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Re: Hushing up Sibelius news?

From: Janek Warchoł
Subject: Re: Hushing up Sibelius news?
Date: Thu, 28 Feb 2013 07:30:45 +0100


On Thu, Feb 28, 2013 at 2:30 AM, Adam Spiers
<address@hidden> wrote:
> On Tue, Feb 26, 2013 at 5:22 PM, David Kastrup <address@hidden> wrote:
>> Adam Spiers <address@hidden> writes:
>>> I just blogged about this:
>> Well, I see some fatally flawed assumptions here, riding on your notion
>> "both MuseScore and GNU LilyPond would serve as excellent starting
>> points for a world-class music notation product."
>> Now I can't vouch for MuseScore, but GNU LilyPond is anything but a
>> "starting point" for software development.  It is large with an
>> elaborate and complex architecture.  And most particularly, an
>> architecture that is not the core expertise of the former Sibelius
>> development team.
> I don't follow your logic here at all.  Being large and complex
> doesn't rule it out from being a starting point.

I think David meant that LilyPond already is a world-class notation product.
In other words, i suppose that he considered your statement about
"starting point" slightly offensive. (but i'm guessing now)

>>> Like it or not (and I certainly don't), a large proportion of people
>>> who need to notate music will run away screaming if you explain the
>>> compilation-based design of LilyPond to them.  I think
>>> is absolutely fantastic, but some people's aversion to anything which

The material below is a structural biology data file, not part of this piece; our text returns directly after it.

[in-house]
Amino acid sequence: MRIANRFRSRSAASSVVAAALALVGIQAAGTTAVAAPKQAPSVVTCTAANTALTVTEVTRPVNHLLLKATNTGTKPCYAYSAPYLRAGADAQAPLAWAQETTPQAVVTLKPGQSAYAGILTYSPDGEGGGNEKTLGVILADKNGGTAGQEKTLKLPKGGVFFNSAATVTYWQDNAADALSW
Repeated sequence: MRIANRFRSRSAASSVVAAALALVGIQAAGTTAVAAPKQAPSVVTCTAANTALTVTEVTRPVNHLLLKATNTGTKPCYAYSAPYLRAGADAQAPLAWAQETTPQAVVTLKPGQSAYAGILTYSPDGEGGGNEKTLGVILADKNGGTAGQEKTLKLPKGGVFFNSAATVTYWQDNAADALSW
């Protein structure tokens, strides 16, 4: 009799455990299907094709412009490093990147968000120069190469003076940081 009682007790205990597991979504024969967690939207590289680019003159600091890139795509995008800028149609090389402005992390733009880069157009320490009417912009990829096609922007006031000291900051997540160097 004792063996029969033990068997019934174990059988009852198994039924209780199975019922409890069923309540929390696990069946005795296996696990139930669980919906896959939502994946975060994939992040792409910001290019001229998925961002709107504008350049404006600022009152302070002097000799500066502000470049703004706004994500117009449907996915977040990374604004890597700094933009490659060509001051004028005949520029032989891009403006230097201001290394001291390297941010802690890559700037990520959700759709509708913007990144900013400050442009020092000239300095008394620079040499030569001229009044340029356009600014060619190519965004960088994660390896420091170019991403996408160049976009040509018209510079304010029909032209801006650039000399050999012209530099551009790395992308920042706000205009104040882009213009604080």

>>> looks at all technical seems unsurmountable to me (although I'd love
>>> to be proven wrong; after all, I still see "non-technical" airport
>>> staff happily typing cryptic commands into old-school terminals in
>>> order to query flight data ...)
>> The staff is getting trained for that.  That's all it takes: training
>> and confidence.  Ask Janek.
> The problem is that LilyPond is notionally competing with products
> whose user-base don't want to spend time getting trained, and don't
> have to.  They're happy learning "on the job" via point-and-click and
> help menus.  Maybe one solution would be to enhance the help menus of
> a really good existing front-end such as Frescobaldi.

Since i was mentioned, i have to say something :)
My experience is that people with 0 experience with notating music and
limited skills in reading music (i.e. they weren't fluent in naming
the notes when they started) can learn how to input typographically
simple parts in half an hour.
Depending on your point of view, that's either vey impressive or not
quite impressive.
If you're interested in more elaborated answer, let me know and i'll
try writing something for LilyPond Report.


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